Jeffrey Archer has achieved a certain renown as the author of well-crafted popular novels, most notable among them "The Prodigal Daughter," "Shall We Tell the President?" and "Kane and Abel," the latter also the inspiration for a widely followed television mini-series. "Not a Penny More, Not a Penny Less," his followers should be warned, is not a new product from the Archer factory but the first American hardcover edition of his first novel, originally published in England in 1976.
It's an entertaining little book about four men who get stung in a clever scam, and apparently it was written from bitter experience. Twenty years ago, as Archer's publisher tells the tale, he was a 26-year-old member of Parliament with bright political prospects, but six years later he made the mistake of investing $1 million in a Canadian venture. In 1974 Scotland Yard informed him that his investment had gone bust. Broke and unable to seek reelection, Archer turned to the typewriter; the result was "Not a Penny More, Not a Penny Less," which set him off on a career in which he presumably has recouped his old losses.
The scam in the novel is described by a Scotland Yard inspector to one of its victims as follows: "The game isn't a new one, and this time it's been played by an old pro, a very cunning old pro. It works something like this: A company is set up or taken over by a bunch of villains who acquire the majority of the shares. They invent a plausible story about a new discovery or super product that will send the shares up, whisper it in a few willing ears, release their own shares on to the market and let them be snapped up by the likes of you, sir, at a higher price. Then they clear off with the profit they have made, after which the shares collapse because the company has no real substance."
The "very cunning old pro" in question is Harvey Metcalfe, a first-generation American who cast aside his Polish name at an early age and made an enormously lucrative career for himself operating at the shady periphery of legitimate business. In this case he has set up a phantom company called Prospecta Oil, which is ostensibly drilling for oil in Britain's North Sea, and has lured four investors into his snares: an American academic in residence at Oxford, a British physician, a French art dealer and an English lord. Together they toss in $1 million, and together they take a bath.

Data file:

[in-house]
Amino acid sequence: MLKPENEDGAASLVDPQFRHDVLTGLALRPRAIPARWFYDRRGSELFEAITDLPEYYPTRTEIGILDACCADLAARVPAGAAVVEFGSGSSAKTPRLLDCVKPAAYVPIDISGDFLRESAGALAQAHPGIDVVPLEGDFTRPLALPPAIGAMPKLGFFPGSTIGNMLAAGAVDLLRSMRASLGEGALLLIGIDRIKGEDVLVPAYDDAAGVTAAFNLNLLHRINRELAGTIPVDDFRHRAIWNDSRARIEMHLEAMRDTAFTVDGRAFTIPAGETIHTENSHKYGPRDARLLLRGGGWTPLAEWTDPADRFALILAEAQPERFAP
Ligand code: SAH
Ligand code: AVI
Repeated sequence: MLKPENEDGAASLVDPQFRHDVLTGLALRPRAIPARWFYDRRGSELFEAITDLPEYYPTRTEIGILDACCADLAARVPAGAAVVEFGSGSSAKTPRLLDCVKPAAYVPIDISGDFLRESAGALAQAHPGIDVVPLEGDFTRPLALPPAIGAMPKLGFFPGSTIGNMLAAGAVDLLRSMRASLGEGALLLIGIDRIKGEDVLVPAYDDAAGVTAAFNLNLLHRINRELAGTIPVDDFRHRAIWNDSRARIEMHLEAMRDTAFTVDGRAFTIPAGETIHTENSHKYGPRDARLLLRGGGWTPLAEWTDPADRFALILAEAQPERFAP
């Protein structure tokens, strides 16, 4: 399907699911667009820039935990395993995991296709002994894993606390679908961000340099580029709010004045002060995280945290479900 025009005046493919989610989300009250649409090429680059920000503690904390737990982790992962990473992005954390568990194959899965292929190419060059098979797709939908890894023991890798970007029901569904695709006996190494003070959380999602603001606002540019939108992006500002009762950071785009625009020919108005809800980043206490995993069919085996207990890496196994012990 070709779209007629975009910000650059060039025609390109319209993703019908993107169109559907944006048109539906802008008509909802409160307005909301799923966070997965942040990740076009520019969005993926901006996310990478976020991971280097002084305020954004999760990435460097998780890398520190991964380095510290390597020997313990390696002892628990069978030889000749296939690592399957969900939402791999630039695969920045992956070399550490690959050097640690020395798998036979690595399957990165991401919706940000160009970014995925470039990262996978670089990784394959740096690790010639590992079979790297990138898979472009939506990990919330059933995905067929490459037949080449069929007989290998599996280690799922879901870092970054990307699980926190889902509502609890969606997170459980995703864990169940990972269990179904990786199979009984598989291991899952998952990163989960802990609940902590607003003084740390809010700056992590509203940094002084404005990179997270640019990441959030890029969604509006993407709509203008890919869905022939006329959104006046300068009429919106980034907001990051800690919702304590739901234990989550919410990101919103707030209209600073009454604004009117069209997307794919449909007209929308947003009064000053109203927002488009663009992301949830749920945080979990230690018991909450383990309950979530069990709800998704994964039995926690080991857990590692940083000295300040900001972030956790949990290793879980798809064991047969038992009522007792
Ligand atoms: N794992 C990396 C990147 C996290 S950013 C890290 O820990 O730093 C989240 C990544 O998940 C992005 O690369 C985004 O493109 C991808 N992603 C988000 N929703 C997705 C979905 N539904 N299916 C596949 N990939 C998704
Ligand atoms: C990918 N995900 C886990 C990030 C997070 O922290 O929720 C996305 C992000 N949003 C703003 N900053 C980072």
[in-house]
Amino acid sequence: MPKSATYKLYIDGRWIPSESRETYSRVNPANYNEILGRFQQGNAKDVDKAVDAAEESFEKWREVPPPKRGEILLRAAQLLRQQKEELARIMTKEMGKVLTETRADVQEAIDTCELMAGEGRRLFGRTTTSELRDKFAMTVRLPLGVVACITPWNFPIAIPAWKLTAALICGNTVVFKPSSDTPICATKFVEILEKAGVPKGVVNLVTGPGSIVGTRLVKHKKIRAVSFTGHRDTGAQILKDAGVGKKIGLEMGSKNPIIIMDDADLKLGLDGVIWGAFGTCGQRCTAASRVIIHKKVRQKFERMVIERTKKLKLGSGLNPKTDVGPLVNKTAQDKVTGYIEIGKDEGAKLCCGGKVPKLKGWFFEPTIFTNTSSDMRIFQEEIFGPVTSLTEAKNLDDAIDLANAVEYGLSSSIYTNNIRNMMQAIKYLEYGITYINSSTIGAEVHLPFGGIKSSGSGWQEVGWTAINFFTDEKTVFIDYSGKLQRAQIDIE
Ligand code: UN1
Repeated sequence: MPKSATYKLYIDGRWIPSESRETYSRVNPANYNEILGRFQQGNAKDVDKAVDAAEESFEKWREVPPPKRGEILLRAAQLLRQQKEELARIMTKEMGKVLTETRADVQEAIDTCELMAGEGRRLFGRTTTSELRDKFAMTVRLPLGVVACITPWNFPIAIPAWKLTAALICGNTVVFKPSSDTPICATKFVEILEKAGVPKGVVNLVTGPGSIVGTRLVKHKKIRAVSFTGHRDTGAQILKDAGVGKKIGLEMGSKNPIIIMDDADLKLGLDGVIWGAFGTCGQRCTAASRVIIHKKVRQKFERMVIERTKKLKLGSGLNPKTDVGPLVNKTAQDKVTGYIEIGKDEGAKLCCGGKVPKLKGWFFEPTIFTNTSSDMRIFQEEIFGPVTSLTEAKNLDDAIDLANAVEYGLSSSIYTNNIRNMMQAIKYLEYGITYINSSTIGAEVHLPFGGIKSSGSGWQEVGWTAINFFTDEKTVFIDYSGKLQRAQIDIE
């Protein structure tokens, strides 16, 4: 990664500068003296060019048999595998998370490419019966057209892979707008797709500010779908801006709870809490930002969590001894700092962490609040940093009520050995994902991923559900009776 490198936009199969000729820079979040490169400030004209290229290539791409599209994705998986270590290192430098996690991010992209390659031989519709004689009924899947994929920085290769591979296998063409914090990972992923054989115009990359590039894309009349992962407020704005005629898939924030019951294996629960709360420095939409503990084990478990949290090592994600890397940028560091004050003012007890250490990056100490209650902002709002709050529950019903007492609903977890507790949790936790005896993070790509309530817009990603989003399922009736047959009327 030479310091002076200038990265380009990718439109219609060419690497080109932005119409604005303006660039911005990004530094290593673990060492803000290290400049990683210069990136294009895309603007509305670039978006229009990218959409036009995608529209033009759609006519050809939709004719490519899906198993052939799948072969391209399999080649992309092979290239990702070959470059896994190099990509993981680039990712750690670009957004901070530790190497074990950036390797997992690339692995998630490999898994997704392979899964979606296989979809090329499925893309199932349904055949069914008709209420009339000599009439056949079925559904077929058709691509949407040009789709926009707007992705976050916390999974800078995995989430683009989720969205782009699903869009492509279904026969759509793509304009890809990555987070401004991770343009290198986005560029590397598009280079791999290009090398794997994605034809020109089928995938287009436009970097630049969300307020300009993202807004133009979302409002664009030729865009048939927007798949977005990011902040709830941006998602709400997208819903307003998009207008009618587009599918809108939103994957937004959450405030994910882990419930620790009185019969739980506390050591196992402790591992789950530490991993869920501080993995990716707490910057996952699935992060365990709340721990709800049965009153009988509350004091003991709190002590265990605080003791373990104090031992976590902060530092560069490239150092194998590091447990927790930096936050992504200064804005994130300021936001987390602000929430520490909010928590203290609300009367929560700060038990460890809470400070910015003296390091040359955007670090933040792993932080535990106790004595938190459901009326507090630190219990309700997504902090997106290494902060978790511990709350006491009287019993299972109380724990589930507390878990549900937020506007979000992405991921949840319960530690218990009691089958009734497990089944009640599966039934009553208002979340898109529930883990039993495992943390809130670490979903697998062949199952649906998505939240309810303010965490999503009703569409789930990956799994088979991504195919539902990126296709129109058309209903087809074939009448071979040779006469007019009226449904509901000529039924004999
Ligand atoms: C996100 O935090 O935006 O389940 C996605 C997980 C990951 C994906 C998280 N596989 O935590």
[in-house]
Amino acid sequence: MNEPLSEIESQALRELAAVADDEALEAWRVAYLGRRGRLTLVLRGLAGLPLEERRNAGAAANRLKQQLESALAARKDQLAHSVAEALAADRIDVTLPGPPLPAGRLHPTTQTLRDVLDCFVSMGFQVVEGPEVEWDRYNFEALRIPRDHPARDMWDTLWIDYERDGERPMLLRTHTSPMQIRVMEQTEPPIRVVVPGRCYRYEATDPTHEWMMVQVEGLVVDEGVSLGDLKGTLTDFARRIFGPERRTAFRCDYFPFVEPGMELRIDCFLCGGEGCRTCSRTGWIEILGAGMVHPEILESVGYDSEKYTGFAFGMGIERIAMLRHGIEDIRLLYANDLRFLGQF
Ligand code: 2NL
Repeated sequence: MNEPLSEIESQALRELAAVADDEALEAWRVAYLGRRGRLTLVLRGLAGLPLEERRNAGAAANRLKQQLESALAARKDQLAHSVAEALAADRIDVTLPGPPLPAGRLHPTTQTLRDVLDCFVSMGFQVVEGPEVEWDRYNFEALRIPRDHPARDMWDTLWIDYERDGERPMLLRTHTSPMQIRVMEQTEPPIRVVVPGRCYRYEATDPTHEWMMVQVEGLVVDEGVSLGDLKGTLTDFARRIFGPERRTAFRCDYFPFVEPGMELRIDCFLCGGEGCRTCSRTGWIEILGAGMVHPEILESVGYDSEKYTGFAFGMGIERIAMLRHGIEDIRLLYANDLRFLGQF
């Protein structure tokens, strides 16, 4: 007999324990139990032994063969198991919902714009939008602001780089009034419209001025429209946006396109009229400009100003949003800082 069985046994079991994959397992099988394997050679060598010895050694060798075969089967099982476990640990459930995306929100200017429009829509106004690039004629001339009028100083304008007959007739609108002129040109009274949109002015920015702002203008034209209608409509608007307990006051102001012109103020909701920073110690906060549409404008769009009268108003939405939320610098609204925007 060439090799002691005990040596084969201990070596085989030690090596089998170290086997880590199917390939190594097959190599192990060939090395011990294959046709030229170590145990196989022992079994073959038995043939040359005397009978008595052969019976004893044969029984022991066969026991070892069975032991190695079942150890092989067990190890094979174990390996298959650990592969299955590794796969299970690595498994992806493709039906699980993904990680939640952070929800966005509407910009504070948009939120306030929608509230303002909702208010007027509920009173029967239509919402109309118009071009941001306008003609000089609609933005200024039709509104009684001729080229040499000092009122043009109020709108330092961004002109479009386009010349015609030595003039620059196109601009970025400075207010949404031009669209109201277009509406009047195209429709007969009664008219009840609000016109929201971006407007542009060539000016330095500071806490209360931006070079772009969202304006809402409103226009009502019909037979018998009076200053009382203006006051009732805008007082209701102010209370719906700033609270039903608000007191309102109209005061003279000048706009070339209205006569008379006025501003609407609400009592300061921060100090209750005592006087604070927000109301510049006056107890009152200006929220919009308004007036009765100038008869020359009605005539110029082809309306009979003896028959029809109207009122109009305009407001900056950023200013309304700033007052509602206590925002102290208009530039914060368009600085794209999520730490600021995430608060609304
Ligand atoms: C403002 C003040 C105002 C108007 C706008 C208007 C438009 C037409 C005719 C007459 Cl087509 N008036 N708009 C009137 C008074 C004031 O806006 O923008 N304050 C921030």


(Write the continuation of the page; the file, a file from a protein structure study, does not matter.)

They quickly decide, though, not to take it lying down. Led by Stephen Bradley, the American, they decide instead to retaliate. Bradley prepares an elaborate dossier on Metcalfe, then lures the other three to his lodgings. He proposes that they steal the money back -- "not a penny more, not a penny less" -- and issues the challenge:
"Each of you must take the (dossier) away and study the information, and then return with a plan of how we are, between us, to extract $1 million from him without his ever being aware of it . . . Each member of the team will put $10,000 into the kitty as a float and I, as the mathematician, will keep a running account. All expenses incurred in retrieving our money will be added to Mr. Metcalfe's bill, starting with your journey down here this evening and the cost of the dinner tonight."
It is at first a reluctant team, but as its members begin to devise their schemes, their enthusiasm increases. With the exception of Lord James Brigsley, a handsome fellow but a bit short of imagination, they come up with plans that are clever, risky and, for the reader, most amusing. They play on Metcalfe's greedy appetite for fine art, his habit of spending long hours at the tables in Monte Carlo, and his longing for approval by the establishment. But when these three undertakings are completed, the team is still $250,000 short; it is here that the plot takes its most surprising and entertaining turns, right down to a trick ending in the final page.
"Not a Penny More, Not a Penny Less" is a first novel, and it shows; there's a good deal of rather didactic scene-setting, and a character who is crucial to the novel's early stages is permitted to vanish -- a piece of clumsy plotting that the mature Archer surely would not countenance. But the novel pretends to nothing except entertainment, and at that it is quite successful: witty, imaginative, well written. Save it for the beach.